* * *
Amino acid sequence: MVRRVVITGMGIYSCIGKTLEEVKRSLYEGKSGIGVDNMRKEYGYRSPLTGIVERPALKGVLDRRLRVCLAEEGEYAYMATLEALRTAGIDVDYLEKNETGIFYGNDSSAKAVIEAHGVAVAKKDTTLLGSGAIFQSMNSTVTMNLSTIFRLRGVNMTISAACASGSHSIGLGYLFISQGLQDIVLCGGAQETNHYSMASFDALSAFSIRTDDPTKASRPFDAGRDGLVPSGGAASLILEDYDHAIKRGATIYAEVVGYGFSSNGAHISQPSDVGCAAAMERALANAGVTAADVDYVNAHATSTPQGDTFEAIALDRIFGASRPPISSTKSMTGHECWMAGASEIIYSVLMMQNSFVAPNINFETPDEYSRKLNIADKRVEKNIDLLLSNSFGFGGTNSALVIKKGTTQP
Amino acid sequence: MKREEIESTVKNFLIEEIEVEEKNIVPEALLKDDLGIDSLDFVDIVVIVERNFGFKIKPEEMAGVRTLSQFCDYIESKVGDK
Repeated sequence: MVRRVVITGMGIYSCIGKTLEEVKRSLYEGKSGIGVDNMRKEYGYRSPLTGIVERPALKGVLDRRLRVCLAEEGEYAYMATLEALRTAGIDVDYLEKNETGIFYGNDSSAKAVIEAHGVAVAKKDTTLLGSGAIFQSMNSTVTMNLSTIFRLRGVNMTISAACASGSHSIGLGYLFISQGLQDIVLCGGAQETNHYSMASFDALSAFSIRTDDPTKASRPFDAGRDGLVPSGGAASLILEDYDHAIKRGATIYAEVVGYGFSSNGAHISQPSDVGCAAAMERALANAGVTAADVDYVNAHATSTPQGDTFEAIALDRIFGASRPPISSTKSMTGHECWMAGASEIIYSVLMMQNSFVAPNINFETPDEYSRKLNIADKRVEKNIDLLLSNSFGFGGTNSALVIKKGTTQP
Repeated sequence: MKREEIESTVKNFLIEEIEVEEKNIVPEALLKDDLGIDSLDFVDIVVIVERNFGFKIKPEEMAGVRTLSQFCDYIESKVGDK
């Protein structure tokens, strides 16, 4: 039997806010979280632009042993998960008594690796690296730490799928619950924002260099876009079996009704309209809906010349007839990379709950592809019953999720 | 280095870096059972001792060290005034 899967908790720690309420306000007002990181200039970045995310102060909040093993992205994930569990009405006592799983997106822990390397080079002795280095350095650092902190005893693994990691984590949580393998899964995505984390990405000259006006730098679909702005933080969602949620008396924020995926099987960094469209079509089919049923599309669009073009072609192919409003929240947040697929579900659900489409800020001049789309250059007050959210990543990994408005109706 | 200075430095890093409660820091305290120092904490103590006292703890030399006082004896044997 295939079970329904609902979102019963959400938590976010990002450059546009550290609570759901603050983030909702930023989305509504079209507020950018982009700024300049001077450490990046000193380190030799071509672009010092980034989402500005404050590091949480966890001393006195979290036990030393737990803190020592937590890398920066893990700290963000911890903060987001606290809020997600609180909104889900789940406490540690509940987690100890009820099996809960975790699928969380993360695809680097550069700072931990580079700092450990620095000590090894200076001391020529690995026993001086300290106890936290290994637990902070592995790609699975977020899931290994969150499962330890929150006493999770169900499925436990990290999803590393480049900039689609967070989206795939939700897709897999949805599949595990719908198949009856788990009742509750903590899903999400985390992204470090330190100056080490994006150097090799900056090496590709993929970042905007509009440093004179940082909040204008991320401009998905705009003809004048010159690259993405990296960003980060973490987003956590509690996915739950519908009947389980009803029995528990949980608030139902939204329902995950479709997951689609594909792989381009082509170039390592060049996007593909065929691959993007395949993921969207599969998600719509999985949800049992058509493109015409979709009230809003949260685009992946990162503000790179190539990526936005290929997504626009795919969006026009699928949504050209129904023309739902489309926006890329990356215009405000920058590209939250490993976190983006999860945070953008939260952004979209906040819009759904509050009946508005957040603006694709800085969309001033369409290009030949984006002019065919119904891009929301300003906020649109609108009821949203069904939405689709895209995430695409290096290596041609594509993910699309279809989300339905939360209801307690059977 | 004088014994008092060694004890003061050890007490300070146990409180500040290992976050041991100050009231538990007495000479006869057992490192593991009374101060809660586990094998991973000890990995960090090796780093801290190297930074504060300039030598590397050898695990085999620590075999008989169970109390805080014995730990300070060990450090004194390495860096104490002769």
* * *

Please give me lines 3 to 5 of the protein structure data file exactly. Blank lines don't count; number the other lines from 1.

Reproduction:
Repeated sequence: MVRRVVITGMGIYSCIGKTLEEVKRSLYEGKSGIGVDNMRKEYGYRSPLTGIVERPALKGVLDRRLRVCLAEEGEYAYMATLEALRTAGIDVDYLEKNETGIFYGNDSSAKAVIEAHGVAVAKKDTTLLGSGAIFQSMNSTVTMNLSTIFRLRGVNMTISAACASGSHSIGLGYLFISQGLQDIVLCGGAQETNHYSMASFDALSAFSIRTDDPTKASRPFDAGRDGLVPSGGAASLILEDYDHAIKRGATIYAEVVGYGFSSNGAHISQPSDVGCAAAMERALANAGVTAADVDYVNAHATSTPQGDTFEAIALDRIFGASRPPISSTKSMTGHECWMAGASEIIYSVLMMQNSFVAPNINFETPDEYSRKLNIADKRVEKNIDLLLSNSFGFGGTNSALVIKKGTTQP
Repeated sequence: MKREEIESTVKNFLIEEIEVEEKNIVPEALLKDDLGIDSLDFVDIVVIVERNFGFKIKPEEMAGVRTLSQFCDYIESKVGDK
């Protein structure tokens, strides 16, 4: 039997806010979280632009042993998960008594690796690296730490799928619950924002260099876009079996009704309209809906010349007839990379709950592809019953999720 | 280095870096059972001792060290005034 899967908790720690309420306000007002990181200039970045995310102060909040093993992205994930569990009405006592799983997106822990390397080079002795280095350095650092902190005893693994990691984590949580393998899964995505984390990405000259006006730098679909702005933080969602949620008396924020995926099987960094469209079509089919049923599309669009073009072609192919409003929240947040697929579900659900489409800020001049789309250059007050959210990543990994408005109706 | 200075430095890093409660820091305290120092904490103590006292703890030399006082004896044997 295939079970329904609902979102019963959400938590976010990002450059546009550290609570759901603050983030909702930023989305509504079209507020950018982009700024300049001077450490990046000193380190030799071509672009010092980034989402500005404050590091949480966890001393006195979290036990030393737990803190020592937590890398920066893990700290963000911890903060987001606290809020997600609180909104889900789940406490540690509940987690100890009820099996809960975790699928969380993360695809680097550069700072931990580079700092450990620095000590090894200076001391020529690995026993001086300290106890936290290994637990902070592995790609699975977020899931290994969150499962330890929150006493999770169900499925436990990290999803590393480049900039689609967070989206795939939700897709897999949805599949595990719908198949009856788990009742509750903590899903999400985390992204470090330190100056080490994006150097090799900056090496590709993929970042905007509009440093004179940082909040204008991320401009998905705009003809004048010159690259993405990296960003980060973490987003956590509690996915739950519908009947389980009803029995528990949980608030139902939204329902995950479709997951689609594909792989381009082509170039390592060049996007593909065929691959993007395949993921969207599969998600719509999985949800049992058509493109015409979709009230809003949260685009992946990162503000790179190539990526936005290929997504626009795919969006026009699928949504050209129904023309739902489309926006890329990356215009405000920058590209939250490993976190983006999860945070953008939260952004979209906040819009759904509050009946508005957040603006694709800085969309001033369409290009030949984006002019065919119904891009929301300003906020649109609108009821949203069904939405689709895209995430695409290096290596041609594509993910699309279809989300339905939360209801307690059977 | 004088014994008092060694004890003061050890007490300070146990409180500040290992976050041991100050009231538990007495000479006869057992490192593991009374101060809660586990094998991973000890990995960090090796780093801290190297930074504060300039030598590397050898695990085999620590075999008989169970109390805080014995730990300070060990450090004194390495860096104490002769």